Tuesday, April 8, 2008

Which Matters More: Race or Wealth?

I've wondered about this question for a while. I was under the impression that a rich white kid outperforms a rich black kid, but that a rich black kid outperforms a poor white kid. And then I heard a throwaway line in a documentary I saw in class last semester that said something to the effect of "if we control for wealth (including home equity) instead of income, the black-white gap disappears."

What? Really? Since then I've been trying to figure out where that information came from and if it were true or not. Finally, yesterday, a friend who's been working on a huge project on the achievement gap forwarded me an article (abstract) from the latest issue of the journal Child Development. In it, the authors use a large dataset to see if wealth mediates the achievement gap. Before I get to the findings, let me stop for a second and answer a question that might be in your head. Why would wealth matter more than income? In this study, Whites earn about twice as much as Blacks, but have about five the times the amount of wealth, on average. Think about it: one family that makes x dollars/year but has no money in the bank and rents an apt. will not have the same lifestyle as another family that makes x dollars/year but owns their own house and has a large portfolio of stocks and bonds.

So, what's the answer? Which one is more important? Well, it looks like . . . neither.

The authors have data on a lot more than just wealth and race, and when they include all their other variables neither race nor wealth are statistically significant predictors of achievement in most of their models (they have both reading and math scores for 3-5 and 6-12 year-olds). The variables that are most frequently statistically significant are parent's occupation and mother's cognitive ability. Depending on the model, parental education, grandparent's education, debt, stock ownership, and a variety of home environment measures are also statistically significant.

So, according to this dataset, there is no difference in achievement between blacks and whites who have parents with the same job, cognitive ability, and some other factors. I e-mailed the author to make sure I had this right before writing about it (I did). I also asked if race were still a statistically significant predictor when only controlling for wealth (I didn't see a table with only these variables in it) and I was told that it was.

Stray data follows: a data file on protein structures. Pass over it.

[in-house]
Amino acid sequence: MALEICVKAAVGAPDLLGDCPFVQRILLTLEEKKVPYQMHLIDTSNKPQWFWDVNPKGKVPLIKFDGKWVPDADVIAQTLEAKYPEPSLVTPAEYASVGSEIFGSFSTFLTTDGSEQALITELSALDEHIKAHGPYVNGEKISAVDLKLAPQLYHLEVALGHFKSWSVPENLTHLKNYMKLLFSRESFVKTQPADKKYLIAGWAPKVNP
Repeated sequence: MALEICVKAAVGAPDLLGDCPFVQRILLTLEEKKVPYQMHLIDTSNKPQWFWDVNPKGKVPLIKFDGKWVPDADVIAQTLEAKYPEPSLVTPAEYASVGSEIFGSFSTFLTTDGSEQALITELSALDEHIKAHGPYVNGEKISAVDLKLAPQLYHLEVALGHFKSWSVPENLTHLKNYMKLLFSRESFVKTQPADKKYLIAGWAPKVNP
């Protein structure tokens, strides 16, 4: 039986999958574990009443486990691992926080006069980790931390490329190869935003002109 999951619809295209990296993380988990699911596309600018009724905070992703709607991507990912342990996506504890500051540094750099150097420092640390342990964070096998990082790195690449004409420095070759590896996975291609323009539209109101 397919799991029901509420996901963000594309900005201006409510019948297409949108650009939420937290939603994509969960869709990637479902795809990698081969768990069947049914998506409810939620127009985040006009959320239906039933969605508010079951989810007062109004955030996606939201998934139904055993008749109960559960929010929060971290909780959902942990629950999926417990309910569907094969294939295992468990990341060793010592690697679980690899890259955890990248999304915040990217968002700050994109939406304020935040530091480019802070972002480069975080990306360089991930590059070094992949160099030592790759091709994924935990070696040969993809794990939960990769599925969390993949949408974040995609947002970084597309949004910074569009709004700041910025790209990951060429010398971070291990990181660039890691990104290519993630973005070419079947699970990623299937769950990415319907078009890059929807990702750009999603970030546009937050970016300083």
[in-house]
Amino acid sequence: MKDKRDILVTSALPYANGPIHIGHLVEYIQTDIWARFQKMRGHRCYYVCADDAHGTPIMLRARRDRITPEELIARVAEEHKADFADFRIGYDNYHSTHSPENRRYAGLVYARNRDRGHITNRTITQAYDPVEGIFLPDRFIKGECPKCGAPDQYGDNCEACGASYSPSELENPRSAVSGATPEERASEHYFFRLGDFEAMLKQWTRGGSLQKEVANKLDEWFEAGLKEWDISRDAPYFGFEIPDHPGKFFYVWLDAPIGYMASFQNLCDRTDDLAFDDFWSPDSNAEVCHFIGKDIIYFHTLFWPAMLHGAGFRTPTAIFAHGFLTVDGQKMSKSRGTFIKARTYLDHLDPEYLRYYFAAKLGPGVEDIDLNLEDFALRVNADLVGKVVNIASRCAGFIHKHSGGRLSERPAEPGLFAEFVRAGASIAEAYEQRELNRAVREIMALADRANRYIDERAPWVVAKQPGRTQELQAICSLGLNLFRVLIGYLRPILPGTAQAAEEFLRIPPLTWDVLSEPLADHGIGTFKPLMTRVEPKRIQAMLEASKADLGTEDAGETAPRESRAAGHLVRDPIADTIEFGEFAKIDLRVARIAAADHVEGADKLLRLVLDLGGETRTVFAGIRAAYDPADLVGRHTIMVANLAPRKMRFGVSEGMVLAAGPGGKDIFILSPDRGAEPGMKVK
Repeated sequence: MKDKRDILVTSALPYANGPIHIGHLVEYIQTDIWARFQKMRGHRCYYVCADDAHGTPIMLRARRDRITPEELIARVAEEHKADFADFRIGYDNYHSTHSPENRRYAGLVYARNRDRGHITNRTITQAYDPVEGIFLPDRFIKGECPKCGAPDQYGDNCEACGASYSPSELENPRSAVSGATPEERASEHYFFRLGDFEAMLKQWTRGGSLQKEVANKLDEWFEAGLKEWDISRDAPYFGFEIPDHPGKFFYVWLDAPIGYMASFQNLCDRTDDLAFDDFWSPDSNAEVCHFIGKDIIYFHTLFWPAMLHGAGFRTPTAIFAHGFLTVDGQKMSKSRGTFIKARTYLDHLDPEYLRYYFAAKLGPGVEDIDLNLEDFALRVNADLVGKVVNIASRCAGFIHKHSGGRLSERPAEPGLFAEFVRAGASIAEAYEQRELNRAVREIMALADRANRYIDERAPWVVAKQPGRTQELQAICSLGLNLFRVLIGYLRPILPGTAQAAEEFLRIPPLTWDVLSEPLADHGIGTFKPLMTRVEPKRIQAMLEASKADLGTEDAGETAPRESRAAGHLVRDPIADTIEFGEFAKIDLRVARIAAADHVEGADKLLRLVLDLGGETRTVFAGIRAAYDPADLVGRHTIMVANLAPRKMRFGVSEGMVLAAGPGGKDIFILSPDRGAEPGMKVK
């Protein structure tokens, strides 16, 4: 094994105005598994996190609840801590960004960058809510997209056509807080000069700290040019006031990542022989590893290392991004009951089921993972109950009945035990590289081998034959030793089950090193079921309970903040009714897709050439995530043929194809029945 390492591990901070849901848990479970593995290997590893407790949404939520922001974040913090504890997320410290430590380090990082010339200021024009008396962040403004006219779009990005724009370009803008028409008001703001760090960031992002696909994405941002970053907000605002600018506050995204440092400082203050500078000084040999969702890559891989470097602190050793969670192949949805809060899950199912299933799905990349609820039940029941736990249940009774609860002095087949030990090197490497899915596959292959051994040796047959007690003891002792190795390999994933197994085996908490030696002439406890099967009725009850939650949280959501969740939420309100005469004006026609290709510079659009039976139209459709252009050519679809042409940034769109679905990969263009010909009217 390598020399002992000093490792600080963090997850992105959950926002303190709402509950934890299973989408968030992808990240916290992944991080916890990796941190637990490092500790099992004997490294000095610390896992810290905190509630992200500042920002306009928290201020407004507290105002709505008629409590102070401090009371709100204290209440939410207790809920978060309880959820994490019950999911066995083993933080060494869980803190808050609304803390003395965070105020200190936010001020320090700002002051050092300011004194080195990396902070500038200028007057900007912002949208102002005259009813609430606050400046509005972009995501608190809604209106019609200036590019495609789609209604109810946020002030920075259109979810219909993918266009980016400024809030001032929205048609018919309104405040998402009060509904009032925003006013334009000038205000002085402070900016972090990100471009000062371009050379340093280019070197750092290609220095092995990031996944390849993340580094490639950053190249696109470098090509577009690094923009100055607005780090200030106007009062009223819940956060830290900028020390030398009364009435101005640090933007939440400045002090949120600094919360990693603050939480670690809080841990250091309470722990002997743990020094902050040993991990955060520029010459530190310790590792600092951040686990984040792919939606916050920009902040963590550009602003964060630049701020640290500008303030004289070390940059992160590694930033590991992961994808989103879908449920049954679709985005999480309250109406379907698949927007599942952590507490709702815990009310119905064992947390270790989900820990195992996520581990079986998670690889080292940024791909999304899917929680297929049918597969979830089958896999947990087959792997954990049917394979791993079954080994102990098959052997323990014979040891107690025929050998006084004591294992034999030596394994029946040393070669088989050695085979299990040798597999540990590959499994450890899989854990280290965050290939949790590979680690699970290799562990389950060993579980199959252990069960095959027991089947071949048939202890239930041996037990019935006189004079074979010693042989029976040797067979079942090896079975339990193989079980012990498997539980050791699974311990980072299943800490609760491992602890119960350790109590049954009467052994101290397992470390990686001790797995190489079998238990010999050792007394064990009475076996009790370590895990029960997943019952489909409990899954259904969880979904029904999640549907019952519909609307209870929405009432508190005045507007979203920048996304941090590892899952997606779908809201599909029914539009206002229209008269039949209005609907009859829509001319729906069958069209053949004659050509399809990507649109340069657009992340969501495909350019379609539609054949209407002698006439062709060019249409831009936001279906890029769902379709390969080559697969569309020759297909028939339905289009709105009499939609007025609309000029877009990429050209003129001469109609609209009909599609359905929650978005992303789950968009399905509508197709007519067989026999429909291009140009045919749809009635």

So, there appear to be two main lessons out of this paper (for me, anyway).
  1. Race, in and of itself, doesn't seem to determine achievement level. Now, maybe it influences what kind of job somebody can get (for example), and that influences achievement level -- but if a parent is able to get that job then their kids should score about the same as other kids of parents with similar jobs regardless of their race.
  2. Though a better predictor of achievement than income, wealth does not fully mediate the effects of race on children. In other words, white children whose parents own a certain amount of property, stocks, etc. will out achieve (on average, of course) black children whose parents have the same level of wealth.
But -- and this is important -- no one study will ever definitively answer a large question like this one. In the literature review, they cite studies with findings that both agree and disagree with this one. Furthermore, the paper was an analysis of large dataset. These analyses provide compelling information on general trends, but can never answer questions as complicated as this one. Don't get me wrong, I'm glad the authors took the time to do this -- I think it's important -- but race, wealth, and other factors impact each individual differently. It sounds like the data they used are quite good, but about 70% of the variance in achievement is left unexplained in these models. In other words, the paper looks to be pretty solid, but only a body of literature (including both quantitative and qualitative analyses) can provide conclusive evidence.


Rachel said...

I have heard that the strongest predictor a student achievement (as measured by standardized test scores) is the parents' educational level. Do you know if the study looked at that?

Corey Bunje Bower said...

It did -- it would take me a lot longer to fully describe the study (at which point it would no longer be a summary). Parental education is a statistically significant predictor of achievement in some of the models. But occupation and cognitive ability of the mother is a stronger predictor. Of course, there's probably a strong relationship between how educated your parents are, what kind of job they have, and how well they score on a test.

Nancy Flanagan said...

Interesting, especially the distinction between wealth and income. It strikes me as a way to attempt to quantify the cultural capital that kids bring to the table (with another quantifier being parent education). Researchers (especially in our "scientifically based" environment) seem to shy away from the sociological or anthropological aspects of how and why kids achieve.

I live in Michigan where autoworkers with HS diplomas often outearn academics and certain professionals (although that is changing, rapidly). Some of them have obtained trappings of "wealth"--second homes, investments. And some of them have used good incomes to make sure their children are well-educated. But not all. I think there are some things that cannot be reliably quantified.

Maybe Bourdieu is right--it's all about the social and cultural capital.